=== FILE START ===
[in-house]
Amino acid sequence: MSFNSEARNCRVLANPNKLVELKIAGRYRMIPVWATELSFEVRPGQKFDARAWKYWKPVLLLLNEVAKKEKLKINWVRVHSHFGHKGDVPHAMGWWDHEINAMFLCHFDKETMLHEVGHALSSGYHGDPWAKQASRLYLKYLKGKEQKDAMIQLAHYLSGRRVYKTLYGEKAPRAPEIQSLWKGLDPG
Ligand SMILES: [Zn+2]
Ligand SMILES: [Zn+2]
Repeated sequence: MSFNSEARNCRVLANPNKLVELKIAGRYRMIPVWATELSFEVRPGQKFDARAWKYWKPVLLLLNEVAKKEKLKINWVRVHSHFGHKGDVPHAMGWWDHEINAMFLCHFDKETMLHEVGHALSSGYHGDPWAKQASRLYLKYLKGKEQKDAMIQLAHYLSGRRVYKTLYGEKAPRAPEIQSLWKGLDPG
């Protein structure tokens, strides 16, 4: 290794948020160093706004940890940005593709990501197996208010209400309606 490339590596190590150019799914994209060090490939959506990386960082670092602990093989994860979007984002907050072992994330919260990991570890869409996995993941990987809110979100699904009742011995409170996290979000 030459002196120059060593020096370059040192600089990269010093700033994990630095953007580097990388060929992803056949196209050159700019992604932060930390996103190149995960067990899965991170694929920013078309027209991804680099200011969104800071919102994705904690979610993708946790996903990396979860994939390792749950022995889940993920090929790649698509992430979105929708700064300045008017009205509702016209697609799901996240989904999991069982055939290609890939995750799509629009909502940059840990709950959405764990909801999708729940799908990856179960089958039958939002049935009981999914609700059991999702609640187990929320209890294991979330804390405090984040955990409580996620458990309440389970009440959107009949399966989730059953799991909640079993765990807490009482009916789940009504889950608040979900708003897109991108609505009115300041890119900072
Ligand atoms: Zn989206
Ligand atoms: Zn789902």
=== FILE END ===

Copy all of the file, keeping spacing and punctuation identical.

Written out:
[in-house]
Amino acid sequence: MSFNSEARNCRVLANPNKLVELKIAGRYRMIPVWATELSFEVRPGQKFDARAWKYWKPVLLLLNEVAKKEKLKINWVRVHSHFGHKGDVPHAMGWWDHEINAMFLCHFDKETMLHEVGHALSSGYHGDPWAKQASRLYLKYLKGKEQKDAMIQLAHYLSGRRVYKTLYGEKAPRAPEIQSLWKGLDPG
Ligand SMILES: [Zn+2]
Ligand SMILES: [Zn+2]
Repeated sequence: MSFNSEARNCRVLANPNKLVELKIAGRYRMIPVWATELSFEVRPGQKFDARAWKYWKPVLLLLNEVAKKEKLKINWVRVHSHFGHKGDVPHAMGWWDHEINAMFLCHFDKETMLHEVGHALSSGYHGDPWAKQASRLYLKYLKGKEQKDAMIQLAHYLSGRRVYKTLYGEKAPRAPEIQSLWKGLDPG
């Protein structure tokens, strides 16, 4: 290794948020160093706004940890940005593709990501197996208010209400309606 490339590596190590150019799914994209060090490939959506990386960082670092602990093989994860979007984002907050072992994330919260990991570890869409996995993941990987809110979100699904009742011995409170996290979000 030459002196120059060593020096370059040192600089990269010093700033994990630095953007580097990388060929992803056949196209050159700019992604932060930390996103190149995960067990899965991170694929920013078309027209991804680099200011969104800071919102994705904690979610993708946790996903990396979860994939390792749950022995889940993920090929790649698509992430979105929708700064300045008017009205509702016209697609799901996240989904999991069982055939290609890939995750799509629009909502940059840990709950959405764990909801999708729940799908990856179960089958039958939002049935009981999914609700059991999702609640187990929320209890294991979330804390405090984040955990409580996620458990309440389970009440959107009949399966989730059953799991909640079993765990807490009482009916789940009504889950608040979900708003897109991108609505009115300041890119900072
Ligand atoms: Zn989206
Ligand atoms: Zn789902």